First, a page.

Pizza Hut U.S. overhauls its executive team

KFC U.S. President Kevin Hochman will be interim president of the struggling chain, which also added two key executives.
Photograph: Shutterstock

Pizza Hut is hoping a trio of executives from sister chain KFC can help its struggling U.S. business regain its footing.

Kevin Hochman, president of KFC U.S., will also be the interim president of Pizza Hut U.S. A spokesman for the chains’ parent company, Yum Brands, said Hochman will keep his KFC responsibilities but is supporting Artie Starrs, who was named Pizza Hut’s CEO last year and is “devoting more time to his global role.”

Still, Yum is hoping Hochman’s experience in turning around struggling brands can help lift the Pizza Hut business.

“We’re urgently taking steps to place the brand on a firmer footing to grow,” Yum CEO David Gibbs said. He added that Hochman’s turnaround experience with KFC and his experience in consumer packaged goods—he worked with Procter & Gamble for 19 years before moving to KFC in 2014—“make him ideally suited” to work on Pizza Hut’s turnaround.

In addition to Hochman, Pizza Hut has named George Felix its U.S. chief marketing officer, a company spokesman said. Felix will oversee marketing and public relations.

David Graves, meanwhile, has been named chief brand officer and will be responsible for culinary innovation, food safety, quality and brand health. Both Graves and Felix worked under Hochman at KFC, and their additions to the Pizza Hut executive team are permanent.

Pizza Hut reported a 4% decline in its U.S. same-store sales in the fourth quarter ended Dec. 31, worsening a second-half slump and continuing a long period of weakness. Speaking on the company’s fourth quarter earnings call Thursday, Yum executives warned of “choppiness” in the brand’s performance this year.

“We are a growth company,” Gibbs said. “And expect that all of our brands should grow.”

Some of Pizza Hut’s problems are rooted in the weakness at NPC International, the massive Pittsburg, Kan.-based franchisee that operates 1 of every 6 Pizza Hut locations in the U.S. NPC has been struggling for much of the past year with a heavy debt load and has been working to avoid a bankruptcy filing. The company’s problems are weighing on the overall brand.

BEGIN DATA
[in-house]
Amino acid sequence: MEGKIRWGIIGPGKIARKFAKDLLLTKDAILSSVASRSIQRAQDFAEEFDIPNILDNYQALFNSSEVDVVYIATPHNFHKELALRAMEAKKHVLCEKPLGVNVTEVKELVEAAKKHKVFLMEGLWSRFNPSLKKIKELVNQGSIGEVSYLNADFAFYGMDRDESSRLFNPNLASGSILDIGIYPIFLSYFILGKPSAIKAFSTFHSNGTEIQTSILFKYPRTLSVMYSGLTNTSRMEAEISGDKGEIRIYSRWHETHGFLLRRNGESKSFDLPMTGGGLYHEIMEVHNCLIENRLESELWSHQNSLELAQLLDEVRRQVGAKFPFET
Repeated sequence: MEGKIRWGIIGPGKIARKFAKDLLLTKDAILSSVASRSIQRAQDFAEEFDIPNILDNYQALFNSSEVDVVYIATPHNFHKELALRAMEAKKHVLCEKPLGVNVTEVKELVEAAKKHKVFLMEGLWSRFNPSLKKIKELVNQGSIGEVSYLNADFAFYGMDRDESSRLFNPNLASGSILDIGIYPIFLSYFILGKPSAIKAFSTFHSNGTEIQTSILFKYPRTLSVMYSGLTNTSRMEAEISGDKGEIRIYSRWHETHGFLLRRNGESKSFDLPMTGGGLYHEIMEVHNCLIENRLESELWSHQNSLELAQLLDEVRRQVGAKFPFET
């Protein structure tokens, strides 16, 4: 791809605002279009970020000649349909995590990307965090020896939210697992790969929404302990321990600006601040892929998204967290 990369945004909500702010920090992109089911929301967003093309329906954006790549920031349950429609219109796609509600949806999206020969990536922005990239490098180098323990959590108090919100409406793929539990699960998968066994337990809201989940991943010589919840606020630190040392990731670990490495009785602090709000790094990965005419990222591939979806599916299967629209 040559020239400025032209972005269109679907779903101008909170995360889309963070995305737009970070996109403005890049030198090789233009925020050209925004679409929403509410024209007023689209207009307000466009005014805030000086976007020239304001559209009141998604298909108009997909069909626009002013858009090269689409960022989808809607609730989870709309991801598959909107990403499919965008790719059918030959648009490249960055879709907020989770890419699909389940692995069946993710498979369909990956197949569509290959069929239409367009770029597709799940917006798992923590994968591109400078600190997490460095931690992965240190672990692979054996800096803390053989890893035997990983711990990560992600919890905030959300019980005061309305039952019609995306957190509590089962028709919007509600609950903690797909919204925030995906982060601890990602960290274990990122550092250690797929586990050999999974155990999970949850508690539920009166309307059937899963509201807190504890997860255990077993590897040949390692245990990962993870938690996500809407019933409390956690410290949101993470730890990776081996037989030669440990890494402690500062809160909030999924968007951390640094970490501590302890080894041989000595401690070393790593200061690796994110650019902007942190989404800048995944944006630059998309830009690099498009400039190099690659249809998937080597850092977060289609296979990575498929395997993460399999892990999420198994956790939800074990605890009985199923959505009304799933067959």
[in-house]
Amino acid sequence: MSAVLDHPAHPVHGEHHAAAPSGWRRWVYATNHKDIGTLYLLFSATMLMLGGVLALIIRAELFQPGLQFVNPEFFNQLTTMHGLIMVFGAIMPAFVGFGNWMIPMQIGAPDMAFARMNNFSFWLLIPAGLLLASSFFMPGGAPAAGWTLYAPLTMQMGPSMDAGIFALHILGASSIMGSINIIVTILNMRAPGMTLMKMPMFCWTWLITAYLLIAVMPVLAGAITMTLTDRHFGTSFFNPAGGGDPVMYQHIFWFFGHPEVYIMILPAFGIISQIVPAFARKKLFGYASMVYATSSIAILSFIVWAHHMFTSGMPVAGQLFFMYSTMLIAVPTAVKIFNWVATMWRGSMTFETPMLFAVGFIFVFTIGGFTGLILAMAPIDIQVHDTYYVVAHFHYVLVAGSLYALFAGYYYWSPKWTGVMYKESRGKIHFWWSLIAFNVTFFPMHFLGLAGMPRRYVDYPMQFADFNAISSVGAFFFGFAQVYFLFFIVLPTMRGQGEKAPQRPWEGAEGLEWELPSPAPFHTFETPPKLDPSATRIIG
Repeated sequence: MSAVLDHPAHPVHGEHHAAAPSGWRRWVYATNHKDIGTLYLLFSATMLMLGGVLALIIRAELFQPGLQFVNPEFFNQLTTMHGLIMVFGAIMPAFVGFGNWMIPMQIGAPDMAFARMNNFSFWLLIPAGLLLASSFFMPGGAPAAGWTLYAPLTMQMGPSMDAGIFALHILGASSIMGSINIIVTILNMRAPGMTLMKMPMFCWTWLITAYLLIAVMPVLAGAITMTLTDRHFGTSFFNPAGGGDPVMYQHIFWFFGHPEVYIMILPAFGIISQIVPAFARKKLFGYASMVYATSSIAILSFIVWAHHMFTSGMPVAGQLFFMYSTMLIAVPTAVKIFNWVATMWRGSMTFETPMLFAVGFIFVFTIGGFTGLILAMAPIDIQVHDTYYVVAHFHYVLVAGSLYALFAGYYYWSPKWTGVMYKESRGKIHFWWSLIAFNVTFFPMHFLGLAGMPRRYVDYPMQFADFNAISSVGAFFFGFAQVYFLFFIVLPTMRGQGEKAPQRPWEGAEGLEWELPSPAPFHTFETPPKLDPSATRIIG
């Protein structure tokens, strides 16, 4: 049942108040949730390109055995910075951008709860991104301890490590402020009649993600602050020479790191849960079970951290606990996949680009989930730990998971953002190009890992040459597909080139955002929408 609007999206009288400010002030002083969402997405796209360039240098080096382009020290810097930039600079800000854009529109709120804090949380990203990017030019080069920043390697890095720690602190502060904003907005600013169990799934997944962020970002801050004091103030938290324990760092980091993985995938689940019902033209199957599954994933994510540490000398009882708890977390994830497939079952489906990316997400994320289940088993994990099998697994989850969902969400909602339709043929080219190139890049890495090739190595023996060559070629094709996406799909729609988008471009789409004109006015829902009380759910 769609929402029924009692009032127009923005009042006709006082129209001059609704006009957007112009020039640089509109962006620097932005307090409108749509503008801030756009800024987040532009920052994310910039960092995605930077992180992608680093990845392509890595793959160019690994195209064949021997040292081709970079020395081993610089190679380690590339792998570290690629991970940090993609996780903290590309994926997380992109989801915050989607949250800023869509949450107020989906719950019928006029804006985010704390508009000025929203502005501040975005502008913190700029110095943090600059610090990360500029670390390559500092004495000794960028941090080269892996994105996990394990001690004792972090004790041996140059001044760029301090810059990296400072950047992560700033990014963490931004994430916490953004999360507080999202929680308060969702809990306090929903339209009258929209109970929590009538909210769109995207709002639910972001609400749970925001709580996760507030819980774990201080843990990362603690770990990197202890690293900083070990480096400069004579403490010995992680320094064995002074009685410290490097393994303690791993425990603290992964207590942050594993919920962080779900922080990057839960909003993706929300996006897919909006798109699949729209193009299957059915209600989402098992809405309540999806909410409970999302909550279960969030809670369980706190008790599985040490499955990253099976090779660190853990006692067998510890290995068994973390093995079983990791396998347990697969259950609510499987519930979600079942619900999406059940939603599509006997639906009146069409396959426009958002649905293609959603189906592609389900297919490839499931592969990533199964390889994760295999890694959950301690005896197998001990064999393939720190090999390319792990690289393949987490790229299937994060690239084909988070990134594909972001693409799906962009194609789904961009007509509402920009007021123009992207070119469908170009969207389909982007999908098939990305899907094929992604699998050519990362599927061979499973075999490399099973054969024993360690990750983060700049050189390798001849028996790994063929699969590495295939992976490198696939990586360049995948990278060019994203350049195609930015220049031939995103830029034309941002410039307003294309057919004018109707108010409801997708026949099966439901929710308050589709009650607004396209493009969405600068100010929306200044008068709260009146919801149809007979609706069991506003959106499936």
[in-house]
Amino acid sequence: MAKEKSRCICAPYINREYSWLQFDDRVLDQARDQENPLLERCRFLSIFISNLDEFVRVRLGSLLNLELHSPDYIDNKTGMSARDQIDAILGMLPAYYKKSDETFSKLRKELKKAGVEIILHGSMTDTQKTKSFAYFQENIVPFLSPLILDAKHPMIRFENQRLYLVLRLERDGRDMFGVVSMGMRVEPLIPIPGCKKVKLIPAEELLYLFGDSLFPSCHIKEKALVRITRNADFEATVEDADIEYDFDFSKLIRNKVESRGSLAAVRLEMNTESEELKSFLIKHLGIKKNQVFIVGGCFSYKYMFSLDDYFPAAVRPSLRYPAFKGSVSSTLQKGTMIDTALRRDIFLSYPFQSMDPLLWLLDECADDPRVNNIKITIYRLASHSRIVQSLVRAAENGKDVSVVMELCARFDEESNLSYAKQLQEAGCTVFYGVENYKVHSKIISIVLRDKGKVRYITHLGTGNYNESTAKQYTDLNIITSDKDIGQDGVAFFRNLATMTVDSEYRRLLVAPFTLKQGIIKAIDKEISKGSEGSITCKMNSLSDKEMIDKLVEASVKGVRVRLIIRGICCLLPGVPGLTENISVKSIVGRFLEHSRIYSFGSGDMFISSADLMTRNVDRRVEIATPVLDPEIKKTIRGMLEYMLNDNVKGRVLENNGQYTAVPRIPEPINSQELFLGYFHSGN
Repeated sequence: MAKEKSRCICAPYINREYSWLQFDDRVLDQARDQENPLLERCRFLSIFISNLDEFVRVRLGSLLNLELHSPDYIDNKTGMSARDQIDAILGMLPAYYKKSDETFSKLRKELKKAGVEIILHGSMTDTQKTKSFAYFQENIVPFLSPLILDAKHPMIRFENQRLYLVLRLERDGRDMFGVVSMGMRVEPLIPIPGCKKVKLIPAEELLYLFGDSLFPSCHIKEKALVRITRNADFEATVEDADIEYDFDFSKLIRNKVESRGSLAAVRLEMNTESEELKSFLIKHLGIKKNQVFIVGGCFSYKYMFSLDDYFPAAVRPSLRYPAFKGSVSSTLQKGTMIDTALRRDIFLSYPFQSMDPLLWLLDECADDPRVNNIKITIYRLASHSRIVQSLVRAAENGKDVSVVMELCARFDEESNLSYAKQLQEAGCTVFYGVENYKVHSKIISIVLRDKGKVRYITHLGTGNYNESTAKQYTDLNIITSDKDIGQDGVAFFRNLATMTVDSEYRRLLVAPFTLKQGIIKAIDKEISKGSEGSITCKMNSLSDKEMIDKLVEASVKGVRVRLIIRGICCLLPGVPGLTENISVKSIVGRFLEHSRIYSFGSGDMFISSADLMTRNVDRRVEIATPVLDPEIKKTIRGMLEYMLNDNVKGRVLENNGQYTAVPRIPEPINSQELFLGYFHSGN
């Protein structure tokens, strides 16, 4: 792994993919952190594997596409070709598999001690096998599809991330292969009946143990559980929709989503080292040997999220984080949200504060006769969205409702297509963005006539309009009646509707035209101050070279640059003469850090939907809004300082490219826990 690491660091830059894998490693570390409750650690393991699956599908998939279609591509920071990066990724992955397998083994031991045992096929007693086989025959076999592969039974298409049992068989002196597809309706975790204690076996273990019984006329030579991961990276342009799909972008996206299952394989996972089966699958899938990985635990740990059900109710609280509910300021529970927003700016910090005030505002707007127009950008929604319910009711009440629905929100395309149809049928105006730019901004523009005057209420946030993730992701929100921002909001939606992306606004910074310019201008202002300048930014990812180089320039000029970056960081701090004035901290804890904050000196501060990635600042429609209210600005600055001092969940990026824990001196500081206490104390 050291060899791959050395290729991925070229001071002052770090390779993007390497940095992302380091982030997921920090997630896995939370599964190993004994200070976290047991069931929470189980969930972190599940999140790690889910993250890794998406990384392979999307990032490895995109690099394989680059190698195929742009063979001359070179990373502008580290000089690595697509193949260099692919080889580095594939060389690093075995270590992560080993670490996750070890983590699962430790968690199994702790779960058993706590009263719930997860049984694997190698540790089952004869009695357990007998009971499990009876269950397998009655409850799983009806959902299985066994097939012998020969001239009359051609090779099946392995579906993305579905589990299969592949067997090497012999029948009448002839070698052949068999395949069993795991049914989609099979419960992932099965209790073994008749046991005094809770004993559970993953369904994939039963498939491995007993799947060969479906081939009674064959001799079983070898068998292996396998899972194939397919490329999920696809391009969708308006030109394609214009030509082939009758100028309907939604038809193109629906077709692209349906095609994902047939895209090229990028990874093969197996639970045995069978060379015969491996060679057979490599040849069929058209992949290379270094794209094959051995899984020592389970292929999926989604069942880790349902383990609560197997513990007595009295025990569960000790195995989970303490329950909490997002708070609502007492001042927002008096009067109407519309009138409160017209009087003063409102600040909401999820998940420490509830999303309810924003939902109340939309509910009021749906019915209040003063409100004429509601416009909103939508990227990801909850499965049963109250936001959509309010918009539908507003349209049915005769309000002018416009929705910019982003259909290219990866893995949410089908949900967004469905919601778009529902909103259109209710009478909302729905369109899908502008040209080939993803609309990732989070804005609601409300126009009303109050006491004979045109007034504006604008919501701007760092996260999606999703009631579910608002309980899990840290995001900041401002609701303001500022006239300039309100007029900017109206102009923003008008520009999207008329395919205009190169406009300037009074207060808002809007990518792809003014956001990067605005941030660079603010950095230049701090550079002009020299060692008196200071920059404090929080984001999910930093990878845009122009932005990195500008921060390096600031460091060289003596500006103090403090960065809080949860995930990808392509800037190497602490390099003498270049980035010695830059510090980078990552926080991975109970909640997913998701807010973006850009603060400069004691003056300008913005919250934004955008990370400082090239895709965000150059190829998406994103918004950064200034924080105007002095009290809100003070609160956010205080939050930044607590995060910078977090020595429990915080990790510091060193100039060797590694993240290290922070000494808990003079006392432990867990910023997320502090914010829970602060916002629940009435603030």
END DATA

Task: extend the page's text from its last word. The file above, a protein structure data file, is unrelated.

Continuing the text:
“The majority of our franchisees are well-capitalized and committed and continue to drive the business,” Yum CFO Chris Turner said on the earnings call. “But we have a handful of situations where we’re working with franchisees to get them into a better place.”

Bad debt expense, or unpaid royalties from franchisees, doubled globally in the fourth quarter at Pizza Hut to $8 million from $4 million. For the year, it increased to $22 million from $12 million. Executives noted the $22 million is just a fraction of the $4 billion in royalties and other fees Pizza Hut collects every year.

Turner said “there may be some bad debt impact” as the company works through challenges with some of its franchisees.

Pizza Hut’s sales challenges in the fourth quarter have come even though the company won the highly coveted sponsorship with the NFL two years ago, one that rival Papa John’s had ended. The company’s same-store sales have declined or were flat in nine of the past 14 quarters. Outside of 4% growth in the first quarter of 2018, its strongest performance was 2% growth.

Pizza Hut’s sales challenges in recent years have led to a number of store closures. The company has shrunk by 500 locations since 2015, when it finished the year with 7,822 locations in the U.S.

At least some of that is deliberate: The company has been working to move some restaurants to better trade areas and has been shifting its asset base to focus on takeout and delivery. The brand has a lot of full-service restaurants in the U.S., and consumers have shifted dramatically away from that type of restaurant, especially when it comes to pizza.

The company hopes that Hochman’s presence will help speed its turnaround. Hochman joined KFC as its U.S. chief marketing officer in 2014, and three years later he was elevated to president and chief concept officer.

Gibbs said that Hochman “architected the turnaround” of the KFC brand, a turnaround that featured the chain’s now-famous ads featuring a series of actors and comedians playing Colonel Sanders, along with food innovation and attention-getting marketing.

“We’re all excited about having somebody with his talents working under the Pizza Hut brand in the U.S.,” Gibbs said. “It’s obviously too soon to talk about the specific tactics he’s going to deploy. But I’ve had a lot of franchisees reach out to me and say they’re excited to have Kevin joining.”

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